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Government Television The Media Entertainment

FCC To Allow Cable Companies To Encrypt Over-the-Air Channels 376

Posted by samzenpus
from the no-free-ride dept.
alen writes "The FCC is now allowing cable companies to encrypt free OTA channels that they also rebroadcast over their networks. 'The days of plugging a TV into the wall and getting cable are coming to an end. After a lengthy review process, the FCC has granted cable operators permission to encrypt their most basic cable programming.' Soon the only way to receive free OTA channels via your cable company will involve renting yet another box or buying something like Boxee."
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FCC To Allow Cable Companies To Encrypt Over-the-Air Channels

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  • Do Not Want (Score:5, Insightful)

    by halfEvilTech (1171369) on Monday October 15, 2012 @04:50PM (#41662979)

    well there goes my HTPC build. For those that like to build their own media centers, dvr's, etc this is utter crap. Of course I can spend $200 to get a tuner card that will accept a M-type cable card but then that is yet another piece of equipment that I have to rent from said cable company.

    who wants to bet said FCC people have coushy jobs lined up at some major cable company.

  • by Anonymous Coward on Monday October 15, 2012 @04:51PM (#41662999)

    Or you could just use an antenna to receive the free OTA channels directly without involving the cable company at all. You can get some pretty diminutive aerials these days for inside use if you can't mount one outside.

  • An Antenna... (Score:5, Insightful)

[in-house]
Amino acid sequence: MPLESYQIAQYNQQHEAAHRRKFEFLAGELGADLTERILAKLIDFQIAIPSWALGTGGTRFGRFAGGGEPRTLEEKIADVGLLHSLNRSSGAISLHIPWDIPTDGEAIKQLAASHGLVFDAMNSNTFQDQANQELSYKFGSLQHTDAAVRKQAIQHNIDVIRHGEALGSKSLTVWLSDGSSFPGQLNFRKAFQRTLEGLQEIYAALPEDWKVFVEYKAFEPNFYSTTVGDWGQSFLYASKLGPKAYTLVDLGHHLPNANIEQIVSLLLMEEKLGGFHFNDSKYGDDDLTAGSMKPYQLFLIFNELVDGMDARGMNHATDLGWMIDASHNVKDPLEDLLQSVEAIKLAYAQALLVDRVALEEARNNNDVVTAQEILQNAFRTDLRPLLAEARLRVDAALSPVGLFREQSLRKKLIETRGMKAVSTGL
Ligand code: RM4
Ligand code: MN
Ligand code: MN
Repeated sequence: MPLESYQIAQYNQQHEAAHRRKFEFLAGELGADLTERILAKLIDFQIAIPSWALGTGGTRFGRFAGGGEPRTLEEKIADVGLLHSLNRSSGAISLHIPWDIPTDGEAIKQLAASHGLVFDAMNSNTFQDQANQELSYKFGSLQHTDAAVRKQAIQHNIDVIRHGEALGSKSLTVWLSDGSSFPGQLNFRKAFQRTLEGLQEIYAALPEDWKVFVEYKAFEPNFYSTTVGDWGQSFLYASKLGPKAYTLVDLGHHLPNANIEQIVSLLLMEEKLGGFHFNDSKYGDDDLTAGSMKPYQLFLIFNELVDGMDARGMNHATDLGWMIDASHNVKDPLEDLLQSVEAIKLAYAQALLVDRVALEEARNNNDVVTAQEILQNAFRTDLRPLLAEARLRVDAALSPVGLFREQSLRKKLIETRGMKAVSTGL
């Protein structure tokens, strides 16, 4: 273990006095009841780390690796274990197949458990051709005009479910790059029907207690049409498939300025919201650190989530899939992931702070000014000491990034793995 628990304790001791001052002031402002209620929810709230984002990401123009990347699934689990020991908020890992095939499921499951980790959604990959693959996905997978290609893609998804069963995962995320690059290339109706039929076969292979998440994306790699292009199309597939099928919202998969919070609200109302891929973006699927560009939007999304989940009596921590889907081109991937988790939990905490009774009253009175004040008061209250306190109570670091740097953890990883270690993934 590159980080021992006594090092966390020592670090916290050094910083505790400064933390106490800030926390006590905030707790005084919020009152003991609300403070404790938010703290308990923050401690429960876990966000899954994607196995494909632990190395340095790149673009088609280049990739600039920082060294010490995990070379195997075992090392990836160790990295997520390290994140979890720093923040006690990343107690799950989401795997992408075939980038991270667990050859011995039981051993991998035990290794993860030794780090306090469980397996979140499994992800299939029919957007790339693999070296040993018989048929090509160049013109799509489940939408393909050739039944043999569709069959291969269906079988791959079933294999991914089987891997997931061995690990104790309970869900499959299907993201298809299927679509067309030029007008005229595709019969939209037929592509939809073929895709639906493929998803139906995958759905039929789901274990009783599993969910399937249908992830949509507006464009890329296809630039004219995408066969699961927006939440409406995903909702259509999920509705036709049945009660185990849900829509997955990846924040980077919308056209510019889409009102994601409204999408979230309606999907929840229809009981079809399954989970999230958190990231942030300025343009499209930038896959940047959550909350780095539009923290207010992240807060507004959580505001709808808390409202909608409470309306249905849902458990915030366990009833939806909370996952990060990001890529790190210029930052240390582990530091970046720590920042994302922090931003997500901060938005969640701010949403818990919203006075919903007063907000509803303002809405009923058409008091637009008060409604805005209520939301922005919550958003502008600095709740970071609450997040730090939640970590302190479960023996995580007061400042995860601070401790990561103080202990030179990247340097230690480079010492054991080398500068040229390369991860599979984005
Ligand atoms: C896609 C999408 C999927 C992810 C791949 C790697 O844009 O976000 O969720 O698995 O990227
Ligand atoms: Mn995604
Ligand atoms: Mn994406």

by John Bresnahan (638668) on Monday October 15, 2012 @04:52PM (#41663015)
    will also work for many people. I recently cut my cable TV service when I realized that almost everything I was actually watching was programming being broadcast over-the-air. A $50 antenna and I'm all set
  • by a-zarkon! (1030790) on Monday October 15, 2012 @04:53PM (#41663021)
    Seriously, +1 Internets to the first person who can put a positive spin on this one. Wow. Just wow.
  • Re:My guess (Score:5, Insightful)

    by h4rr4r (612664) on Monday October 15, 2012 @04:57PM (#41663093)

    You can digitize without encrypting. That is what clear QAM is for.

    What this is really about is that they won't have to roll a truck for a cable install. Heck, they can fire all the techs too, or at least most of them. They will leave all the cables live all the time and make you come get a box to do the decryption. When you leave you give the box back, or if you don't pay they deauthorize it on their end.

  • by claytongulick (725397) on Monday October 15, 2012 @04:59PM (#41663117) Homepage

    You'd think that in today's era of streaming video, netflix, hulu, amazon and iTunes, the cable companies would be doing everything in their power to increase viewership numbers (for advertising revenue).

    Adding obstacles to folks trying to watch their programming seems insane - like they are actively trying to go out of business, driving more folks (like me) away from traditional add supported media. My wife and I do all our watching on Netflix (or Amazon, if there's a show we're willing to buy). I can't imagine going back to the bad old days of television ads.

    Not that I mind, given the advances in cell technology, I think we're less than 10 years away from cable companies being nothing more than legacy internet providers anyway, like dial-up.

    Comcast = Earthlink in ten years.

  • Re:Do Not Want (Score:5, Insightful)

    by halfEvilTech (1171369) on Monday October 15, 2012 @05:00PM (#41663139)

    My recorder is fine. I cut the cord long ago. But since the line is still active to me having a cable modem this solves the issue of getting a decent antenea in order to get the OTA's. Currently I can just plug my system / TV into the wall and still pickup those said channels as they are broadcast in clearQuam as required under current regulations.

    This is just a move that gives me the finger and forces me to put an ugly ass antenea on my roof in order to get semi decent reception as my town of 20k people is at least 50 miles from the nearest broadcast towers which causes all kinds of issues with reception.

    Now if they can also encrypt those channels over the same line even though they are free (as i don't need a subscription to get them). Guess i go netflix only and just do the over the interwebs route.

  • THERE GOES CABLE! (Score:5, Insightful)

    by Jeremiah Cornelius (137) on Monday October 15, 2012 @05:07PM (#41663237) Homepage Journal

    Look! TV just killed itself!

    I have two tween kids. They don't know what Cable, satellite or OTA are...

    There's YouTube, NetFlix, Amazon and PutLocker.